If you've got a rug monkey of your own, fantastic. If not, acquire one. Far be it from me to suggest something as gauche as kidnapping, but the little creatures are often running rampant through the carefully designed streets of the Stapleton development, and most of them are probably hungry.
If you're willing to bide your time, you could make one the old-fashioned way — by going somewhere for a few drinks, making eyes at a pretty young thing across the bar, retiring to the romantic love nest that is the bed of your F-250, waking up hung over, alone and wondering where your wallet went, and then, a couple of years later, discovering a bundle of joy who looks suspiciously familiar on your doorstep with a note pinned to her Winnie the Pooh snowsuit describing how mommy's just fucked off for the Leeward Isles with a professional sailboat racer and left little Suzy One-Nighter for you to raise. Or, if following all the hottest Hollywood fads is your thing, you could always adopt a kid from some ruined Third World country, give it a ridiculous name like Pax or Marmaduke and then use little Marmy as a walking, talking example of your dedication to the oppressed peoples of Myanmar or Kurdistan or whatever address is hot these days — as well as a way to get some decent grub.
Failing all that, you could do what I did: Find a friend who'll let you borrow his kid. Many people with three- and four-year-olds are surprisingly willing to let their children go off with marginally respectable characters like ex-cooks and restaurant critics. Often, they won't even ask when you're planning to bring their precious little nose-pickers back — so busy are they eyeing the front door and the clock, calculating exactly how much of happy hour they can still catch if they take a quick shower and don't waste time putting on underwear.
However you go about acquiring the child, once you have him, take him directly to Ling & Louie's Asian Bar and Grill. Grab a table, flag down a waitress and get the kid whatever he wants — dan dan noodles, crabcakes, a couple of rum-and-Cokes, a big bowl of candy, whatever — because you're going to be eating his official lunch: the children's teriyaki beef bento box.
The bento box is the perfect lunch or light dinner, the ideal expression of the comfort and convenience of Asian fast food, upscaled here for three-foot-tall Americans spoiled by excess and doting parents. The beef is tenderloin, seared quickly, tender as anything and tossed in a good, sweet/sour teriyaki glaze. The rice, mounded in its own compartment, is fluffed and just a little sticky. The chilled orange slices are a nice tease for the appetite, as are the fried noodles, cordoned off beside their own little compartment of sharp, vinegary, chile-spiked dipping sauce that tastes like Vietnamese nuoc mam without the fish. And every bento box comes with a full-sized bag of M&M's, which, when dinner is done, can be used to lure your rented child (by now probably all freaked up on sugar and menacing the other toddlers with a knife) out the door.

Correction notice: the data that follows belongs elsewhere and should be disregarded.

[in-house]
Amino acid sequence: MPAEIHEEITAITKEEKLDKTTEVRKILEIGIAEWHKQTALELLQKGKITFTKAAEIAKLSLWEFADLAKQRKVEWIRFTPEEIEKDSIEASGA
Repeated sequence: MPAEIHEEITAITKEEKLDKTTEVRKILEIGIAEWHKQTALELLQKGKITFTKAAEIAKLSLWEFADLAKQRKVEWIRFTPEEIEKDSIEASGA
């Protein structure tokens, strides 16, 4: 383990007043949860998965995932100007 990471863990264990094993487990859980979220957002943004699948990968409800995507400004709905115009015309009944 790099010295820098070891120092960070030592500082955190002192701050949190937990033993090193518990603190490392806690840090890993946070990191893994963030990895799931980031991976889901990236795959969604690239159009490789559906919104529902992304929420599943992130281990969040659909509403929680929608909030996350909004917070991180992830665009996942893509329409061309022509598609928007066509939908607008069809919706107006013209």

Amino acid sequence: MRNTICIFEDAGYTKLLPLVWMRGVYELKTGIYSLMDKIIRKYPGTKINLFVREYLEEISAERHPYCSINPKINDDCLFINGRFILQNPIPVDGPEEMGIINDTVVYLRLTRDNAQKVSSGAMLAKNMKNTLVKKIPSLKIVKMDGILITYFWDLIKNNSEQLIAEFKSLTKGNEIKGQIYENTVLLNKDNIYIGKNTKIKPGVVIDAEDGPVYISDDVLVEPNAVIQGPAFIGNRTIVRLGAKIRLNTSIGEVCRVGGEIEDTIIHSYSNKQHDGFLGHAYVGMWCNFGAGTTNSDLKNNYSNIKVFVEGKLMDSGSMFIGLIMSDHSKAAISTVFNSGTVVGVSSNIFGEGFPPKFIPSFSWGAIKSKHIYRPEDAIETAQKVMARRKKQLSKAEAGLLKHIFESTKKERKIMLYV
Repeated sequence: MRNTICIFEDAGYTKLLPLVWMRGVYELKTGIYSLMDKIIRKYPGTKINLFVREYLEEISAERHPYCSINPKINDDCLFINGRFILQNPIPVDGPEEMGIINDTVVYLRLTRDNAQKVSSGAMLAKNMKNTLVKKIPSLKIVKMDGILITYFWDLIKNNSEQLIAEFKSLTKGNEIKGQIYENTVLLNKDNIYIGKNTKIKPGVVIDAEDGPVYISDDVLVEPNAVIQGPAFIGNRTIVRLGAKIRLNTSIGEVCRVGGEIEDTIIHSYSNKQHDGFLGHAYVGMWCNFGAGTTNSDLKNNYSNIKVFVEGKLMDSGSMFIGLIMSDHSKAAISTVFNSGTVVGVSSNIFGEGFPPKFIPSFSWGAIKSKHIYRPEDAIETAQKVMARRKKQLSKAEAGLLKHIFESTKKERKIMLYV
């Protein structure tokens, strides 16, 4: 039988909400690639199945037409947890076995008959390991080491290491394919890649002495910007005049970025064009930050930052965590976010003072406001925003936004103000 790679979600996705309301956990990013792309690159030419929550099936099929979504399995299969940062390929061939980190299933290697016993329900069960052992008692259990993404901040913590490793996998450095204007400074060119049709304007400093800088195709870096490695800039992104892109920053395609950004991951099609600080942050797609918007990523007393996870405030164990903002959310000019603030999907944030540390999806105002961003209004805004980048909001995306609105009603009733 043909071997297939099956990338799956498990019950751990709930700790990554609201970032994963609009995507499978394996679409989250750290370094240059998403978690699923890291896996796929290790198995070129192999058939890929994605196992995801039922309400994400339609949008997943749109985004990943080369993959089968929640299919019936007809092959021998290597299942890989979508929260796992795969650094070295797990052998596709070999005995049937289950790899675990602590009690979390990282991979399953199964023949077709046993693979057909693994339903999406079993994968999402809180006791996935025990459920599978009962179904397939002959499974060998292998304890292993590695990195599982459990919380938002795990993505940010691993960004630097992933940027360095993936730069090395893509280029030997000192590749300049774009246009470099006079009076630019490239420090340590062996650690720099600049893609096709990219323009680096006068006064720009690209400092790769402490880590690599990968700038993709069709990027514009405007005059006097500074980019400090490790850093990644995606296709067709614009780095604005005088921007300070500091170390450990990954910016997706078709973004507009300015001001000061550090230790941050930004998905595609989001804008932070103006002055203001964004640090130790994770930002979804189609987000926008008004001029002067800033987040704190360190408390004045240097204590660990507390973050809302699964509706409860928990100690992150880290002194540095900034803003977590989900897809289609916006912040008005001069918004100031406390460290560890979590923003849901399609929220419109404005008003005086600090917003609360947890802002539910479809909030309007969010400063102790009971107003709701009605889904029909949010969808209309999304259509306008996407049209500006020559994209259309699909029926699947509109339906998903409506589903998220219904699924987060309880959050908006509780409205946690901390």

The bento box is the brainchild of owner Randy Schoch, who introduced it when what would grow into Ling & Louie's was just a small chain of restaurants with a couple of locations in Scottsdale, Arizona, and Southern California. Looking at his demographics and his competition, Schoch realized that kids and families were underserved in the market, so he kinked the company's focus in that direction — at young, quote-unquote adventurous eaters with a taste for Asian flavors who wanted something better than Happy Meals and cheeseburgers when they went out to eat. And it worked. Ling & Louie's, which opened in Northfield last year (at an estimated $2 million), is full of families, full of kids. The dining room seems constructed entirely of long, sensuous curves and live bamboo, the kitchen sealed behind an indoor waterfall tumbling down across pebbled glass. And not only is that bento box killer, but you can wash it down with a Mai Tai. Or four.
The story of Ling & Louie's could be used as an object lesson for college students studying immigration, population and demography. Schoch is an American-born industry brat and former surfer who was raised in Hawaii, surrounded by Asian cuisines and schooled in the kitchens and on the floors of restaurants around Waikiki. After graduating from college, he owned a couple of restaurants in Honolulu, then sold them, and he and a partner, Paul Fleming, went to work with Ruth's Chris. After Schoch bought him out, Fleming went on to found P.F. Chang's — the 800-pound gorilla of upscale Amerasian big-box dining. Schoch eventually sold his interest in Ruth's Chris, too, and entered into a joint partnership with Roy Yamaguchi, bringing his fancy-pants Pac-Rim concept to Arizona and California back when nobody thought it would ever fly. When Schoch sold his three Roy's restaurants to Outback Steakhouse in 2002, he founded Desert Island Restaurants and started opening Thaifoon restaurants, featuring the flavors he'd known since his surfing days in Waikiki. But the name proved limiting, since he wasn't opening Thai restaurants. He was opening Asian restaurants, and, more to the point, very American Asian restaurants, with echoes of both Yamaguchi and Fleming as well as floor tricks picked up from Ruth's Chris — a chain restaurant sired by chain restaurants.